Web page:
Square and Compasses

From Wikipedia, the free encyclopedia
Jump to: navigation, search
German Master Builder - Holzschnitt von Jost Amman - 1536
Carved into a foundation stone in England

The Square and Compasses (or, more correctly, a square and a set of compasses joined together) is the single most identifiable symbol of Freemasonry. Both the square and compasses are architect's tools and are used in Masonic ritual as emblems to teach symbolic lessons. Some Lodges and rituals explain these symbols as lessons in conduct: for example, Duncan's Masonic Monitor of 1866 explains them as: "The square, to square our actions; The compasses, to circumscribe and keep us within bounds with all mankind".[1] However, as Freemasonry is non-dogmatic, there is no general interpretation for these symbols (or any Masonic symbol) that is used by Freemasonry as a whole.[2]

With a "G"[edit]

In English speaking jurisdictions the Square and Compasses are often depicted with the letter "G" in the center. The letter is interpreted to represent different words jurisdiction to jurisdiction. Among the most widely accepted interpretations are that: [G] stands for God, and is to remind Masons that God is at the center of Freemasonry. In this context it can also stand for Great Architect of the Universe (a reference to God). In a different context, the letter stands for Geometry, described as being the "noblest of sciences", and "the basis upon which the superstructure of Freemasonry is erected."[3]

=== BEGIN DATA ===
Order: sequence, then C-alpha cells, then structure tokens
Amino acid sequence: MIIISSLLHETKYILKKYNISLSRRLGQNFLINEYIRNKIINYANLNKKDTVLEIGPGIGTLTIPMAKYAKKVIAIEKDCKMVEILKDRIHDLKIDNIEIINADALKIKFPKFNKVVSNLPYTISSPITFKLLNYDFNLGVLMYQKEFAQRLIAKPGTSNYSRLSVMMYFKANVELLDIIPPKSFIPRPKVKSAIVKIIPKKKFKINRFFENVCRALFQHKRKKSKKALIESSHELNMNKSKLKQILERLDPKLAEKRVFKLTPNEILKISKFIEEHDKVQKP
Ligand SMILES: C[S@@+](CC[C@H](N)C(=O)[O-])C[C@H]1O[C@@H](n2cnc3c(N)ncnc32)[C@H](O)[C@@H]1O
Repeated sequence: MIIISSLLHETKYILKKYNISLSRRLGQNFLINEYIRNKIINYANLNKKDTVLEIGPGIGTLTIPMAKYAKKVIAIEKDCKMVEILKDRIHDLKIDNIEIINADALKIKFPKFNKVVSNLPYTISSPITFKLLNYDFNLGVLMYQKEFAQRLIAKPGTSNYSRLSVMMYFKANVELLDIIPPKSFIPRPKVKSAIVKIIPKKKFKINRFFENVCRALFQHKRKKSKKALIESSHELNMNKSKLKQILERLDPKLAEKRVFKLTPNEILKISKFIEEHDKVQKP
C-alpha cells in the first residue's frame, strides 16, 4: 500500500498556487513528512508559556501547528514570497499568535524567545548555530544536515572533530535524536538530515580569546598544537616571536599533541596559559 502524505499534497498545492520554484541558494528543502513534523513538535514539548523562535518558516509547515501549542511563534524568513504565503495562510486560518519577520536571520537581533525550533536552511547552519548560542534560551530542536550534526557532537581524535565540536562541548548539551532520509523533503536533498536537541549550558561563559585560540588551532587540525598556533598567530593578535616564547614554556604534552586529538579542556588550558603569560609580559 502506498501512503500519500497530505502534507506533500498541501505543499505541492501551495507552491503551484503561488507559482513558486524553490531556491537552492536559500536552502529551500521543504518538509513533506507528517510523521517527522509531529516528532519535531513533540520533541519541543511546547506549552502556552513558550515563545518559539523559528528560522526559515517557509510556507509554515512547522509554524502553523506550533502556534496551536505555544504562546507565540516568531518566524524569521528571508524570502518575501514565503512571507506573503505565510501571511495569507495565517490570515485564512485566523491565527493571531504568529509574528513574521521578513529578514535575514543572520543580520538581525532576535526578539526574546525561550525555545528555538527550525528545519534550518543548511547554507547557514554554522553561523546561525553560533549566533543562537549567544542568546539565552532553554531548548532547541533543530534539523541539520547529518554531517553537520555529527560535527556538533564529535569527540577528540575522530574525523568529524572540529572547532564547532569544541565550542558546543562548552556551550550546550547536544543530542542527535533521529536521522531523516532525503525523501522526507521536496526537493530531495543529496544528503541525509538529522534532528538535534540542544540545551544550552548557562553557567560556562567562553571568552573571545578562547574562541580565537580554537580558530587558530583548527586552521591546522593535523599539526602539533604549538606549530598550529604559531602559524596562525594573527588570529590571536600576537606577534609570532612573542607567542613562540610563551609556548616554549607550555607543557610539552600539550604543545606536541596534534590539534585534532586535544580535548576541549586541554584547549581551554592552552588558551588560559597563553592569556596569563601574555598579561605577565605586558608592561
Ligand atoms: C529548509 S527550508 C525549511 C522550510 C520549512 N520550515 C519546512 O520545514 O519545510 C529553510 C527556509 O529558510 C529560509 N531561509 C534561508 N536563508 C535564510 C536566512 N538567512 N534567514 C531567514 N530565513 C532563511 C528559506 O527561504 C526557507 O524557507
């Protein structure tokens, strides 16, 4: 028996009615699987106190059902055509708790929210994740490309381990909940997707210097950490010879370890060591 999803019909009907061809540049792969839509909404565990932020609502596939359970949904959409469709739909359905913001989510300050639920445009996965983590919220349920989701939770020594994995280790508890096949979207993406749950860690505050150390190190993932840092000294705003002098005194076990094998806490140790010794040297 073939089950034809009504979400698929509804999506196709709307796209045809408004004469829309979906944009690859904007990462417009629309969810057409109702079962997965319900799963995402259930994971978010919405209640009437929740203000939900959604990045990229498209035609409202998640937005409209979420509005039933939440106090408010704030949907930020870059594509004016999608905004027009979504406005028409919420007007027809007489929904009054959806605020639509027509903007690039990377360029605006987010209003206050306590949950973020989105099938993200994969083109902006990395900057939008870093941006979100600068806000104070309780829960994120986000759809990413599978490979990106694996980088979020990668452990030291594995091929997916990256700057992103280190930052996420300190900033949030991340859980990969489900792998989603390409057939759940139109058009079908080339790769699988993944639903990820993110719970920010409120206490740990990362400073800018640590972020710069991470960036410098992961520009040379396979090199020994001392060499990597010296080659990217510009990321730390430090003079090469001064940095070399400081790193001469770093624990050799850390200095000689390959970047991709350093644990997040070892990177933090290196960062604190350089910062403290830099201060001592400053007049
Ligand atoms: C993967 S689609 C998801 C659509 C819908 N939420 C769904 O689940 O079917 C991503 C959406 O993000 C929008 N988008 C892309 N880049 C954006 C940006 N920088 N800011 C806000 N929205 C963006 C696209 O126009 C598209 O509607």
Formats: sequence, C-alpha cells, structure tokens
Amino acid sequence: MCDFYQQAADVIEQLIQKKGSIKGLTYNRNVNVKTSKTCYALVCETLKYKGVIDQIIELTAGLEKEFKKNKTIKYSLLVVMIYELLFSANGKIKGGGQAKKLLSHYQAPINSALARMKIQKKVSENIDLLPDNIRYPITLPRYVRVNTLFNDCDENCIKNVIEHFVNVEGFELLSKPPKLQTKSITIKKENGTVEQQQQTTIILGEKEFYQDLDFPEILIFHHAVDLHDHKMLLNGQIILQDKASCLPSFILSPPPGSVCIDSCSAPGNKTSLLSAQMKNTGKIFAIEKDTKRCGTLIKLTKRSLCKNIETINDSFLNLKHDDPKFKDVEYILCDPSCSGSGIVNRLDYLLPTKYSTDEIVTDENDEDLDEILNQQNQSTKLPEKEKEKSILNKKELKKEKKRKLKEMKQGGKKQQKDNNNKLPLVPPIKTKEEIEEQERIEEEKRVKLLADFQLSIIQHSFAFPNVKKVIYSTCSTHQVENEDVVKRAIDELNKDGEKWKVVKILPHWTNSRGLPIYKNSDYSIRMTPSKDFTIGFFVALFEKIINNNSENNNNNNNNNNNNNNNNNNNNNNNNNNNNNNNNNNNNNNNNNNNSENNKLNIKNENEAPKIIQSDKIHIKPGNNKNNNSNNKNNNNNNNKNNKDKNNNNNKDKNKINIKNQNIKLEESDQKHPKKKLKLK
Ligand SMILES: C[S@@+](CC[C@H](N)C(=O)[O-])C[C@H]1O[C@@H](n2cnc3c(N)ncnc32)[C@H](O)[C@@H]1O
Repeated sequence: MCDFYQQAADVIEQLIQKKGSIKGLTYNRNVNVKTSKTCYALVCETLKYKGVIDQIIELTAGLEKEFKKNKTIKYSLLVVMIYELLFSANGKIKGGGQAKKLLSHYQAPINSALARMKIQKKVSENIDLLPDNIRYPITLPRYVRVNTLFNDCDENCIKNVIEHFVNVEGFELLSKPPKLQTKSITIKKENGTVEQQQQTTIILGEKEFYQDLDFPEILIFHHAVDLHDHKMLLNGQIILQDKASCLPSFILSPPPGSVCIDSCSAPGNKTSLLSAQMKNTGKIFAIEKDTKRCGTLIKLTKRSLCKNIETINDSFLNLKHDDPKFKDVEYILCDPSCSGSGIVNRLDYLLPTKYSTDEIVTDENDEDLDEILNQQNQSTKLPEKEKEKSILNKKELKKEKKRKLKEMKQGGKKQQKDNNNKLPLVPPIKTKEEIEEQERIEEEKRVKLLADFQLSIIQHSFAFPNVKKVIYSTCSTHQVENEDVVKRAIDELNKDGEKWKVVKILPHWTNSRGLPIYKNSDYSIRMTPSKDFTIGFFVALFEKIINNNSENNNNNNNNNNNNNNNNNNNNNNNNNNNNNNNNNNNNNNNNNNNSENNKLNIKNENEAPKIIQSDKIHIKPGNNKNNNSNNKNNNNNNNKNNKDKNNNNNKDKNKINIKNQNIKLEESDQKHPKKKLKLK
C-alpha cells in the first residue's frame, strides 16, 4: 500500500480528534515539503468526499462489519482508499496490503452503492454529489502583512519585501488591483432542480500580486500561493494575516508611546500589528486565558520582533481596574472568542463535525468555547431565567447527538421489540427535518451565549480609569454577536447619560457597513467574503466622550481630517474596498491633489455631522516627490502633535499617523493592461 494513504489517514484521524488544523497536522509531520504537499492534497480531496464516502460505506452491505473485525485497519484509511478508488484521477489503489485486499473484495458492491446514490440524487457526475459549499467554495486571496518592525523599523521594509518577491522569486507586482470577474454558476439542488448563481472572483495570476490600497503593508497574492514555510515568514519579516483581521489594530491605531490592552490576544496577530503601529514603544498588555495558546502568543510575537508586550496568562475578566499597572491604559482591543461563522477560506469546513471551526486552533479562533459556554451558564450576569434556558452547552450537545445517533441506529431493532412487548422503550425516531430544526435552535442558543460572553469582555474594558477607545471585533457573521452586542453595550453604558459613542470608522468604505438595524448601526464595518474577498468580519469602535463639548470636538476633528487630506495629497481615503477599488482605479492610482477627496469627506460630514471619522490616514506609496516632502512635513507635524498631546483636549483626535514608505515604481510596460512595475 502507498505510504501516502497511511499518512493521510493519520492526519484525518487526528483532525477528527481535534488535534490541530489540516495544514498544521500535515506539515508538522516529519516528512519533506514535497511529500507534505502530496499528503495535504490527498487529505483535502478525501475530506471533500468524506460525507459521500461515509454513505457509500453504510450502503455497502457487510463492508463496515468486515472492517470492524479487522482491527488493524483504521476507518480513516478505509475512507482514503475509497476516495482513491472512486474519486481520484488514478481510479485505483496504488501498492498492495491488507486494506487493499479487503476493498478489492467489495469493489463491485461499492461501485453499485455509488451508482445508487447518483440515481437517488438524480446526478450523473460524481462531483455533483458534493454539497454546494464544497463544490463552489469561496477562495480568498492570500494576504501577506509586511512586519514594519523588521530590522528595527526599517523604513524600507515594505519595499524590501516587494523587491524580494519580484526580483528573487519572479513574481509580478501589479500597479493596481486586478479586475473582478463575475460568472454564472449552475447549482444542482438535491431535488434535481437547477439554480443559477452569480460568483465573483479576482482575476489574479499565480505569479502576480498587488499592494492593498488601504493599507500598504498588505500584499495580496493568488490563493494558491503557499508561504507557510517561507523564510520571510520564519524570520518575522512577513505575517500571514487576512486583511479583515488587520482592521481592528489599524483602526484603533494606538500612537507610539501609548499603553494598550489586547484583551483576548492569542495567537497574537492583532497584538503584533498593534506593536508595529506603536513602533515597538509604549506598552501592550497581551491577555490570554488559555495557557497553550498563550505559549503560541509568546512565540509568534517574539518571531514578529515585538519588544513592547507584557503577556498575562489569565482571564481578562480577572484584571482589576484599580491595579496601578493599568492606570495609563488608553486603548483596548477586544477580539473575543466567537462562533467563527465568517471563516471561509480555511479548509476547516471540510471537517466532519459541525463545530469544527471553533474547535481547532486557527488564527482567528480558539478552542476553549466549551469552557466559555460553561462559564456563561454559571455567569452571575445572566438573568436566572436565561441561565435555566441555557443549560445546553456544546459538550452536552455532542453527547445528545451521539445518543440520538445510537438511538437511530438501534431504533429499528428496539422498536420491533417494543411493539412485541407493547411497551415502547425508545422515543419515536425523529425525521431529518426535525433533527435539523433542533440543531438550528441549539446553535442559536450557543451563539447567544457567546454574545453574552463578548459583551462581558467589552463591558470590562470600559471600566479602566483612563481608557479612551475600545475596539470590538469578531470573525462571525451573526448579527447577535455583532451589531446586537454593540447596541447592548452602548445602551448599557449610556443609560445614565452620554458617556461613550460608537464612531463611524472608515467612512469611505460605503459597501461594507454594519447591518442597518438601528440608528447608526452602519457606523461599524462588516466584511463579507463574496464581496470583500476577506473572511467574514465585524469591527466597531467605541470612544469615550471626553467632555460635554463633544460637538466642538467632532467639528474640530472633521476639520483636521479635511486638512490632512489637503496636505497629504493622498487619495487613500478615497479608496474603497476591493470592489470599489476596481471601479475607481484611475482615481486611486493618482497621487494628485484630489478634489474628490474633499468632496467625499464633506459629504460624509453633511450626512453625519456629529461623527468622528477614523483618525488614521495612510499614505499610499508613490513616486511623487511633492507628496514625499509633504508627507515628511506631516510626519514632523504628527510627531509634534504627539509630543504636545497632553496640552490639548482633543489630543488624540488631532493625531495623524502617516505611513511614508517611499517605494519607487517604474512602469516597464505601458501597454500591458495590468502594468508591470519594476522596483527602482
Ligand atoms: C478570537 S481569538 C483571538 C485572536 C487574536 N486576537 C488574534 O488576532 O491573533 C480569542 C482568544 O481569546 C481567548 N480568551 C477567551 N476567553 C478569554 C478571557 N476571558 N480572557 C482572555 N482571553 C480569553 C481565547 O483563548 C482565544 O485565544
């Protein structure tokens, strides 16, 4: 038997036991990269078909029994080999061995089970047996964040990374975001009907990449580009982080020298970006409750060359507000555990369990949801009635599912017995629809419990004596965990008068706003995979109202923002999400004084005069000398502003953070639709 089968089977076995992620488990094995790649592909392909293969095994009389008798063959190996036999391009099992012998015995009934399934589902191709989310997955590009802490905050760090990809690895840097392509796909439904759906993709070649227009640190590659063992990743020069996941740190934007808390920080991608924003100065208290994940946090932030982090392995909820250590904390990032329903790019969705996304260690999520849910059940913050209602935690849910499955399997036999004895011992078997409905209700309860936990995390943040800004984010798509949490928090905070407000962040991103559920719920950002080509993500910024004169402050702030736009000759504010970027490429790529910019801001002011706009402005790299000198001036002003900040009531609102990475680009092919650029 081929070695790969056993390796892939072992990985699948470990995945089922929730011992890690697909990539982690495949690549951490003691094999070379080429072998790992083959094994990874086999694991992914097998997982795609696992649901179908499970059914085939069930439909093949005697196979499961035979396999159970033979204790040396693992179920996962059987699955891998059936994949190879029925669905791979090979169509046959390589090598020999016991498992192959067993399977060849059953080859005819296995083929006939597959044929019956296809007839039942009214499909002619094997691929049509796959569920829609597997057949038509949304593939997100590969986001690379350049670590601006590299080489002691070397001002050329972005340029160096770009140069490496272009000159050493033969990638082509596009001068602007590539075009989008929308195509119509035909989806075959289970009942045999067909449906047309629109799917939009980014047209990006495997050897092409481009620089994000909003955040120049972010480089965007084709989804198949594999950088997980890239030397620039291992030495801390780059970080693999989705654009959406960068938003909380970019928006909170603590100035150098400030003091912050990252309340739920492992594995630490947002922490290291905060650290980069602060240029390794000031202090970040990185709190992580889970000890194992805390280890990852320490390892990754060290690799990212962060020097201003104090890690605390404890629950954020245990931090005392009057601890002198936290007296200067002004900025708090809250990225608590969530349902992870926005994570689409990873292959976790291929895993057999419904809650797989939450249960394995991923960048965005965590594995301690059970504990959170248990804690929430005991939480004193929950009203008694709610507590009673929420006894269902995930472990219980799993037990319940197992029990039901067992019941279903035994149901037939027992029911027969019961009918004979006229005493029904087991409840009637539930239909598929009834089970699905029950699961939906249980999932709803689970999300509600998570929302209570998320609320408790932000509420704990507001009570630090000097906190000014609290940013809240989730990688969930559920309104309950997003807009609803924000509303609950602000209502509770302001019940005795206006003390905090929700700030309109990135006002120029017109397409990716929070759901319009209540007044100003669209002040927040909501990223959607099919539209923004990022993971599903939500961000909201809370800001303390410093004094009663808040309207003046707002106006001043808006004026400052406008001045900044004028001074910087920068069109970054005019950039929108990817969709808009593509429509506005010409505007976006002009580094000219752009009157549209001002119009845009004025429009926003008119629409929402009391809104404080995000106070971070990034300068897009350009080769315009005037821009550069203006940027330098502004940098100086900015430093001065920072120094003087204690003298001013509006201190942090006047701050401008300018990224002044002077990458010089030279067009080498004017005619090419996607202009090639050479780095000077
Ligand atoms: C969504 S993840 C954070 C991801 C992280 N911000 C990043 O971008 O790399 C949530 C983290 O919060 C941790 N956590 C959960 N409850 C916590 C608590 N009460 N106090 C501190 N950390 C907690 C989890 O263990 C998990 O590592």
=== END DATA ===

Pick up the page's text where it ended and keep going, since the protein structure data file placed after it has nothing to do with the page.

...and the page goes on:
Notes[edit]

  1. ^ Malcolm C. Duncan (1866). "Duncan's Masonic Ritual and Monitor". 
  2. ^ Gilkes, Peter (July 2004). "Masonic ritual: Spoilt for choice". Masonic Quarterly Magazine (10). Retrieved 2007-05-07. 
  3. ^ Malcolm C. Duncan (1866). "Duncan's Masonic Ritual and Monitor". 

References[edit]

  • Curl, James Stevens (1991). The Art and Architecture of Freemasonry: An Introductory Study. Woodstock, NY: Overlook Press. ISBN 1-58567-160-6. OCLC 493971613.